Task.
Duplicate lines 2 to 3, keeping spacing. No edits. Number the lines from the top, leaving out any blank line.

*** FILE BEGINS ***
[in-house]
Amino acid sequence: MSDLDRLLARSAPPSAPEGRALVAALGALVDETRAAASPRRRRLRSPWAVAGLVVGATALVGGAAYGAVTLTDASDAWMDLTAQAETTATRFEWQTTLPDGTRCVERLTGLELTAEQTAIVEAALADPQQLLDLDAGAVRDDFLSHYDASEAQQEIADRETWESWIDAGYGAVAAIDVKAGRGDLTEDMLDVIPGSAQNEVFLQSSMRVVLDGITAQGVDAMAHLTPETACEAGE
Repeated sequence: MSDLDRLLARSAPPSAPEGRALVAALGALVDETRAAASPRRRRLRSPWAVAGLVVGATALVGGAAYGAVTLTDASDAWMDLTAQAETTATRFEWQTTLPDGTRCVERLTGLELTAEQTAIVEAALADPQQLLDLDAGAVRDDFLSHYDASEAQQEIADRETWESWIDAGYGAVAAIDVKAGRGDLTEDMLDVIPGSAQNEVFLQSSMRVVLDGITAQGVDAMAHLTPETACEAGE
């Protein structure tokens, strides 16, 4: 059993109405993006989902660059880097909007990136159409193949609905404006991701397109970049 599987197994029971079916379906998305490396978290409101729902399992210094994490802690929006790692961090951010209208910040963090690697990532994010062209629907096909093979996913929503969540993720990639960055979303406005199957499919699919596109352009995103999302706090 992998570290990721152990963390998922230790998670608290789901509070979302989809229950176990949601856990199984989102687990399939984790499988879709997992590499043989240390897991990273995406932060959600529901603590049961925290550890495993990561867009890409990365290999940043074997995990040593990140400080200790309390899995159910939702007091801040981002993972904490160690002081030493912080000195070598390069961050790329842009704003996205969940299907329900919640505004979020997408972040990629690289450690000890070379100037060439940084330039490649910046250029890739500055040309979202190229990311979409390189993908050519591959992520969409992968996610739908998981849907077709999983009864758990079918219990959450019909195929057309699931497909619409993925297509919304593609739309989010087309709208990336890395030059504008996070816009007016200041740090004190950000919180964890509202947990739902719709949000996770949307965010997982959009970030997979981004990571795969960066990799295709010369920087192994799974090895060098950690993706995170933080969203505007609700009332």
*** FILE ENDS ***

Amino acid sequence: MSDLDRLLARSAPPSAPEGRALVAALGALVDETRAAASPRRRRLRSPWAVAGLVVGATALVGGAAYGAVTLTDASDAWMDLTAQAETTATRFEWQTTLPDGTRCVERLTGLELTAEQTAIVEAALADPQQLLDLDAGAVRDDFLSHYDASEAQQEIADRETWESWIDAGYGAVAAIDVKAGRGDLTEDMLDVIPGSAQNEVFLQSSMRVVLDGITAQGVDAMAHLTPETACEAGE
Repeated sequence: MSDLDRLLARSAPPSAPEGRALVAALGALVDETRAAASPRRRRLRSPWAVAGLVVGATALVGGAAYGAVTLTDASDAWMDLTAQAETTATRFEWQTTLPDGTRCVERLTGLELTAEQTAIVEAALADPQQLLDLDAGAVRDDFLSHYDASEAQQEIADRETWESWIDAGYGAVAAIDVKAGRGDLTEDMLDVIPGSAQNEVFLQSSMRVVLDGITAQGVDAMAHLTPETACEAGE